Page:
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To satisfy impatient Web surfers is hard

Fedor V. Fomin 1 Frédéric Giroire 2 Alain Jean-Marie 3, 4 Dorian Mazauric 5 Nicolas Nisse 2 
2 COATI - Combinatorics, Optimization and Algorithms for Telecommunications
CRISAM - Inria Sophia Antipolis - Méditerranée , Laboratoire I3S - COMRED - COMmunications, Réseaux, systèmes Embarqués et Distribués
4 MAESTRO - Models for the performance analysis and the control of networks
CRISAM - Inria Sophia Antipolis - Méditerranée
5 GEOMETRICA - Geometric computing
CRISAM - Inria Sophia Antipolis - Méditerranée , Inria Saclay - Ile de France
Abstract : Prefetching is a basic mechanism for faster data access and efficient computing. An important issue in prefetching is the tradeoff between the amount of network's resources wasted by the prefetching and the gain of time. For instance, in the Web, browsers may download documents in advance while a Web surfer is surfing. Since the Web surfer follows the hyperlinks in an unpredictable way, the choice of the Web pages to be prefetched must be computed online. The question is then to determine the minimum amount of resources used by prefetching that ensures that all documents accessed by theWeb surfer have previously been loaded in the cache. We model this problem as a two-player game similar to Cops and Robber Games in graphs. Let k 1 be any integer. The first player, a fugitive, starts on a marked vertex of a (di)graph G. The second player, an observer, marks at most k vertices, then the fugitive moves along one edge/arc of G to a new vertex, then the observer marks at most k vertices, etc. The fugitive wins if it enters an unmarked vertex, and the observer wins otherwise. The surveillance number of a (di)graph is the minimum k such that the observer marking at most k vertices at each step can win against any strategy of the fugitive. We also consider the connected variant of this game, i.e., when a vertex can be marked only if it is adjacent to an already marked vertex. We study the computational complexity of the game. All our results hold for both variants, connected or unrestricted. We show that deciding whether the surveillance number of a chordal graph is at most 2 is NP-hard. We also prove that deciding if the surveillance number of a DAG is at most 4 is PSPACEcomplete. Moreover, we show that the problem of computing the surveillance number is NP-hard in split graphs. On the other hand, we provide polynomial time algorithms computing surveillance numbers of trees and interval graphs. Moreover, in the case of trees, we establish a combinatorial characterization of the surveillance number.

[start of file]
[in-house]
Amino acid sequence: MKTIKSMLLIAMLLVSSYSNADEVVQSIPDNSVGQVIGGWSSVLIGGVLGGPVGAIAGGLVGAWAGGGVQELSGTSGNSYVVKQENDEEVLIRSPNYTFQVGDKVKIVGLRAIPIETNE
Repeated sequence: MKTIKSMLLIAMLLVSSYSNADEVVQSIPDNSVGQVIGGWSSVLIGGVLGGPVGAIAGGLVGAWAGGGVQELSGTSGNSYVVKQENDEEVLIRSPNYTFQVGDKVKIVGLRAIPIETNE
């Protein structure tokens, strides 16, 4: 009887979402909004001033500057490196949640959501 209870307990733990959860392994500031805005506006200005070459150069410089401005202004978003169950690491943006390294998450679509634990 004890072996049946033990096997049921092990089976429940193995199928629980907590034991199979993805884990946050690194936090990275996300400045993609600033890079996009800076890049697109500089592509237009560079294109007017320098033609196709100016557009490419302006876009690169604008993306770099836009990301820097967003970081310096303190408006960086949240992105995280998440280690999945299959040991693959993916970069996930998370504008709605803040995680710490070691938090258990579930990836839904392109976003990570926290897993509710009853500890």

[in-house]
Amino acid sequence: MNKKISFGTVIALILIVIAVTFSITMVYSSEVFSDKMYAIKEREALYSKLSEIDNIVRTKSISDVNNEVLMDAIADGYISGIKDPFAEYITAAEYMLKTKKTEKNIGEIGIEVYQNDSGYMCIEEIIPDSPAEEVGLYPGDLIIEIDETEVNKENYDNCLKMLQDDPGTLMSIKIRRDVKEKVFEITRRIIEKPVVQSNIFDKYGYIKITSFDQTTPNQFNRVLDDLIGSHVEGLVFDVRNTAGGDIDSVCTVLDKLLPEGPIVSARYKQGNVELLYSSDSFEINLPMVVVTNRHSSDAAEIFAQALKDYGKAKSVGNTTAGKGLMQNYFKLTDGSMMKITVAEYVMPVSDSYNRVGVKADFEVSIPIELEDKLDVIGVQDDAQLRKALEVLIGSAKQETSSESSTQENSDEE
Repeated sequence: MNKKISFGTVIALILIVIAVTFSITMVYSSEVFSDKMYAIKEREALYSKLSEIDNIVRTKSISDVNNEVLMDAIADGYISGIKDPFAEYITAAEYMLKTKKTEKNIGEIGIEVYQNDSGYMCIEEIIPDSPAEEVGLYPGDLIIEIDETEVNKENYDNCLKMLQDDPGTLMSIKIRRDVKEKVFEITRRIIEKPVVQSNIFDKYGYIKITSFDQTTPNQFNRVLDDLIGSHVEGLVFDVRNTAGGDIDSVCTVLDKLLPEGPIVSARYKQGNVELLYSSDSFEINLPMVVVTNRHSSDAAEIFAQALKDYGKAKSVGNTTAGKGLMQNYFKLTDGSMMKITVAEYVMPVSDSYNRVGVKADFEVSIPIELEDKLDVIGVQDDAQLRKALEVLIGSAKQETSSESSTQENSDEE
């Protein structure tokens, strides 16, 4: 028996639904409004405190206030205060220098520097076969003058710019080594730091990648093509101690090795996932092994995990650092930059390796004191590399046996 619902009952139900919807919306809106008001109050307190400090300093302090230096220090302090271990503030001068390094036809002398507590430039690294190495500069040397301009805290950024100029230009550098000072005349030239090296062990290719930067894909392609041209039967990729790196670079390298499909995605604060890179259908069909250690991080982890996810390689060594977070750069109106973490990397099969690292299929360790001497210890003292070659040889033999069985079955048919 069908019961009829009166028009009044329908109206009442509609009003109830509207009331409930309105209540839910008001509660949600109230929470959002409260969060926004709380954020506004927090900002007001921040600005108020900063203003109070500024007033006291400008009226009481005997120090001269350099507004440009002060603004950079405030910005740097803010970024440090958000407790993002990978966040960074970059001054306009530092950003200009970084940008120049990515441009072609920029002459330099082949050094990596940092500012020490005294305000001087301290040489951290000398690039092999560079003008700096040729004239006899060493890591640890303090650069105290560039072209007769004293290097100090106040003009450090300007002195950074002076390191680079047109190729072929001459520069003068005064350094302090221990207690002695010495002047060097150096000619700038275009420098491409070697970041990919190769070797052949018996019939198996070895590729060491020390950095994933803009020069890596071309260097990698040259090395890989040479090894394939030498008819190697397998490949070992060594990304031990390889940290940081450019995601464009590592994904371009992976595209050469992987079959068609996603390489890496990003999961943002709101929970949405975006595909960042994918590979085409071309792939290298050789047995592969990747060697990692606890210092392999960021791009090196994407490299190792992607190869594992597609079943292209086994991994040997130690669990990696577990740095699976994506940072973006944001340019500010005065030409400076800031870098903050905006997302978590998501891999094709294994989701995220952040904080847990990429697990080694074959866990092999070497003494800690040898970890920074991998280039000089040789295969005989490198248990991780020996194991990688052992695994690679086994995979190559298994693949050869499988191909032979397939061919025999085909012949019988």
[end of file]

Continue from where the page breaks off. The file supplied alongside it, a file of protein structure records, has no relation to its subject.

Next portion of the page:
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Submitted on : Thursday, March 27, 2014 - 4:29:25 PM
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Fedor V. Fomin, Frédéric Giroire, Alain Jean-Marie, Dorian Mazauric, Nicolas Nisse. To satisfy impatient Web surfers is hard. Theoretical Computer Science, 2014, 526, pp.1-17. ⟨10.1016/j.tcs.2014.01.009⟩. ⟨hal-00966985⟩



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